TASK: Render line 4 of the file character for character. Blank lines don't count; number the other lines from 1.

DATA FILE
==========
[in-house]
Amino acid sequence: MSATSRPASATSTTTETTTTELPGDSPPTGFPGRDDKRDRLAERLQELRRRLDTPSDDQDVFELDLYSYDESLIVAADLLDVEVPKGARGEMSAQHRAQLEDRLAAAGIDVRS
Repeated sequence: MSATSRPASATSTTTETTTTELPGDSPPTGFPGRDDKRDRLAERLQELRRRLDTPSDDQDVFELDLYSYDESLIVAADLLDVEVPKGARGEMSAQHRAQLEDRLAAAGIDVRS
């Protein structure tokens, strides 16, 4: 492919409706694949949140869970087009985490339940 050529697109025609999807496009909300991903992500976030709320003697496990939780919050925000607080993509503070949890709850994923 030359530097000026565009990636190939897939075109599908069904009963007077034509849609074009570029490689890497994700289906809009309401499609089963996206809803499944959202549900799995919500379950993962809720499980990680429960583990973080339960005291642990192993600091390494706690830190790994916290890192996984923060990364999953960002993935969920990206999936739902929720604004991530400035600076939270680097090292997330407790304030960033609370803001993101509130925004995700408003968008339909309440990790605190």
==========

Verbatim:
């Protein structure tokens, strides 16, 4: 492919409706694949949140869970087009985490339940 050529697109025609999807496009909300991903992500976030709320003697496990939780919050925000607080993509503070949890709850994923 030359530097000026565009990636190939897939075109599908069904009963007077034509849609074009570029490689890497994700289906809009309401499609089963996206809803499944959202549900799995919500379950993962809720499980990680429960583990973080339960005291642990192993600091390494706690830190790994916290890192996984923060990364999953960002993935969920990206999936739902929720604004991530400035600076939270680097090292997330407790304030960033609370803001993101509130925004995700408003968008339909309440990790605190």